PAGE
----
(written from a Production point of view)
Sci-Fi & Fantasy Models was a British magazine that started out as a specialized magazine on model kits and models in the science fiction, fantasy, and horror genres. Aimed at the hobby market, it originally consisted of review and "how-to" articles of commercially-available kits and models of those specific genres, covering licensed and unlicensed ("garage" kits) products alike. A bi-monthly magazine, publication started in January 1994 with two test issues, then titled SF & F: The Sci-Fi and Fantasy Model Review. The regular run, now called Sci-Fi & Fantasy Models, began in July with a re-started numbering. From the beginning the magazine was printed on high-gloss paper, and while color content was low at the start, that increased considerably in the years to come.
Beginning publication at a time when interest in, and production of Star Trek, was at its height, it came as no surprise that coverage of Trek-related merchandise in the form of model kits and models was extensive. Illustrative of that was the multi-part article on the history of the Star Trek model kits that ran from the very first (test) issue through issue two of the regular publication run (four issues in total), written by Simon Roykirk.
Though initially a hobby market model kit magazine, from issue five onward it was beefed out with behind-the-scenes articles and interviews with visual effects (VFX) staffers, most notably the props and studio model builders, of the actual genre productions of both television and motion pictures. A large number of those articles were submitted by the staffers themselves. Originally intended to be illustrative of how professionals went about their business, the proportion of these article rose over the years to an extend that half-way through its run the original formula of the magazine was increasingly relegated to the fringes. The change was reflected in that the magazine changed its title twice during its lifetime, first to Sci-Fi & Fantasy Models International from issue 35 to issue 47, and secondly to Sci-Fi & Fantasy FX from issue 48 until the end of the run. The last name change was intended to reflect the advent of CGI, which by that time had become an ever more important technique in producing VFX. Still, in an effort to somewhat counteract this trend, several stand-alone spin-off book titles, specifically dealing with the hobby aspects of modeling, were also released during this period of time.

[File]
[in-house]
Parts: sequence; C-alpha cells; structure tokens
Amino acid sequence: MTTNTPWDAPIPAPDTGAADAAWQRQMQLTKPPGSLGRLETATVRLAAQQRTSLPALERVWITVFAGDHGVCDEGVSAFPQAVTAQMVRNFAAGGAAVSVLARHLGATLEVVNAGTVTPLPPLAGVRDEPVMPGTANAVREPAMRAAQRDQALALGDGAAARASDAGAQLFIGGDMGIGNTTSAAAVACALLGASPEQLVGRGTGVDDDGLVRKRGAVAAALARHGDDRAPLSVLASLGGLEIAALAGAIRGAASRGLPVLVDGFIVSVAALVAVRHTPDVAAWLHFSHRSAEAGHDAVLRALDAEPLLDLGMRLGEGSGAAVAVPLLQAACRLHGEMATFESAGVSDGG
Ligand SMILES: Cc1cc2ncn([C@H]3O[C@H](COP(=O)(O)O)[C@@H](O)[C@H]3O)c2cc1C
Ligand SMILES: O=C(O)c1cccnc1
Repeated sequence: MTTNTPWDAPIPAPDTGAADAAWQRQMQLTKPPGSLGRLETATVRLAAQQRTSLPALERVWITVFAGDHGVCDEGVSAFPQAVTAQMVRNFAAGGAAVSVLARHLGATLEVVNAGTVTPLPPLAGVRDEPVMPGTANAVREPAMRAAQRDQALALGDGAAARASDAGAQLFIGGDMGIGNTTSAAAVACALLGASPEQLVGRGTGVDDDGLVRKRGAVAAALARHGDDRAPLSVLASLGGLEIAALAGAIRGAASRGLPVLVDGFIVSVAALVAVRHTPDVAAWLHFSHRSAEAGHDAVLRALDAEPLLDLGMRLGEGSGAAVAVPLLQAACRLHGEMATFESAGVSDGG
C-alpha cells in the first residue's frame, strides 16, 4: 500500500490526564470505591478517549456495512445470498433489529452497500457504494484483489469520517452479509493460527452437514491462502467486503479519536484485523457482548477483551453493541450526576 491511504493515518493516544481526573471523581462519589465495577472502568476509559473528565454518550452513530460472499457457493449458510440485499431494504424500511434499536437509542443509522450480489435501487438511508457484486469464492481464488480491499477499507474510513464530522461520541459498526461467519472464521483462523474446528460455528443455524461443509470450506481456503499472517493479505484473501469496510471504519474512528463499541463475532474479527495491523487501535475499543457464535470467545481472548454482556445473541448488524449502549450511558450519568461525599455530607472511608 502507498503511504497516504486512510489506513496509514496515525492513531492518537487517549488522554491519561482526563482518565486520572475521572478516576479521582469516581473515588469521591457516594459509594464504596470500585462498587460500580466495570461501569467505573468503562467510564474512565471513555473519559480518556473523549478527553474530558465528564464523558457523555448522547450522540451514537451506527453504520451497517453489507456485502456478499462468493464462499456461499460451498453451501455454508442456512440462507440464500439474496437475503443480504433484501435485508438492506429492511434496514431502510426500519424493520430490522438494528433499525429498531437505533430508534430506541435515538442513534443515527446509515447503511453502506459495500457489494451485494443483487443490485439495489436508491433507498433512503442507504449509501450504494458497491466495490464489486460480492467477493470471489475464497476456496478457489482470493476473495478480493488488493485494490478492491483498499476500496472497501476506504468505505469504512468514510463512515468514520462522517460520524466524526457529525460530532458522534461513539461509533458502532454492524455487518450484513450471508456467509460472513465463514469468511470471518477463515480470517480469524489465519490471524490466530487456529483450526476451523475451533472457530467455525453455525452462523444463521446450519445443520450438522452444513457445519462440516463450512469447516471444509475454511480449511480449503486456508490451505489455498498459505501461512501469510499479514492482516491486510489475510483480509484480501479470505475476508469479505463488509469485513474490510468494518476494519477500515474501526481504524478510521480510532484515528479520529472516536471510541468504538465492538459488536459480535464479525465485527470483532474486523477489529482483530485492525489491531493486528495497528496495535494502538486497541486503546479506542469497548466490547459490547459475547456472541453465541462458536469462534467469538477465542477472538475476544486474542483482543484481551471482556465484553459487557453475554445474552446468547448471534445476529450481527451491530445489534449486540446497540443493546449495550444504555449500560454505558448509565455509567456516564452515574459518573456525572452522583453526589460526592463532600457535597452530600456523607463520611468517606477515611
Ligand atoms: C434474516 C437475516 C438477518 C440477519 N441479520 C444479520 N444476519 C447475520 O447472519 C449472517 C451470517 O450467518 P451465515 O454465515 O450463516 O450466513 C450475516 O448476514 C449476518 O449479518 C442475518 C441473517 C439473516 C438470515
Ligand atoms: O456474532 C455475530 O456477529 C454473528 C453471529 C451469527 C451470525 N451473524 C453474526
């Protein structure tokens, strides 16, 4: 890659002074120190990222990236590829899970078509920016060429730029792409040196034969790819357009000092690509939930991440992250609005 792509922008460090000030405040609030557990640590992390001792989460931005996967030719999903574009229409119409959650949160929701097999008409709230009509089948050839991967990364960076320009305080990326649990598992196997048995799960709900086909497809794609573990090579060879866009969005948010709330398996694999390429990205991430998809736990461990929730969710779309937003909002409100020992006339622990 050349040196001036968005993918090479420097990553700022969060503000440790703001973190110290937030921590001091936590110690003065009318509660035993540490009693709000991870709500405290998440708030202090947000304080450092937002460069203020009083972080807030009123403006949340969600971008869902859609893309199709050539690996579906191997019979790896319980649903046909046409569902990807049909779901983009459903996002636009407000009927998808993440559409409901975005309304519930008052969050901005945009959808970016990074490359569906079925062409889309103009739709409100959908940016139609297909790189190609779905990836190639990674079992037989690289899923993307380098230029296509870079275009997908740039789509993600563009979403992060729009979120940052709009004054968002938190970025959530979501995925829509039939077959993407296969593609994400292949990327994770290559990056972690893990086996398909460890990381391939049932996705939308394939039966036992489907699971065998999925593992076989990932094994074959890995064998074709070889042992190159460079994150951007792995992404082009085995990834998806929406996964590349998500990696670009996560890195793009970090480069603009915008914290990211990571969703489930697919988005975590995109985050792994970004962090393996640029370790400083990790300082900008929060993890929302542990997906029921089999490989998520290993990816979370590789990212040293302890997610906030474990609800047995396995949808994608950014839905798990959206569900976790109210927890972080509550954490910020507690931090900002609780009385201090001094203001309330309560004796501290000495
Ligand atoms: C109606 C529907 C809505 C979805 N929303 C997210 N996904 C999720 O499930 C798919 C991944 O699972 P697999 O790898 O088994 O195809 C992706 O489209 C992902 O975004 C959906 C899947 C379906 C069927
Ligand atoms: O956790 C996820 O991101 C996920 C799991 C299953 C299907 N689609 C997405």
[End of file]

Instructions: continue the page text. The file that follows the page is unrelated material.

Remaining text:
Star Trek, as one of the genre franchises very much viable at the time, has been also well represented in that respect. Trek VFX staffers that have submitted or contributed to articles on their work were, among others, Rick Sternbach, Ed Miarecki, David Merriman, Jr., Ron Thornton, Robert Bonchune, Adam Lebowitz, Brandon MacDougall, Bill George, and John Goodson. Many of them also submitted articles on work they had done on genre productions other than Star Trek. The amount of submitted articles was such that chief editor Mike Reccia started an intended biannual spin-off magazine Effects Special in 1998 that only ran for two issues due the unexpected and unannounced cessation of publication of the main magazine in 2000.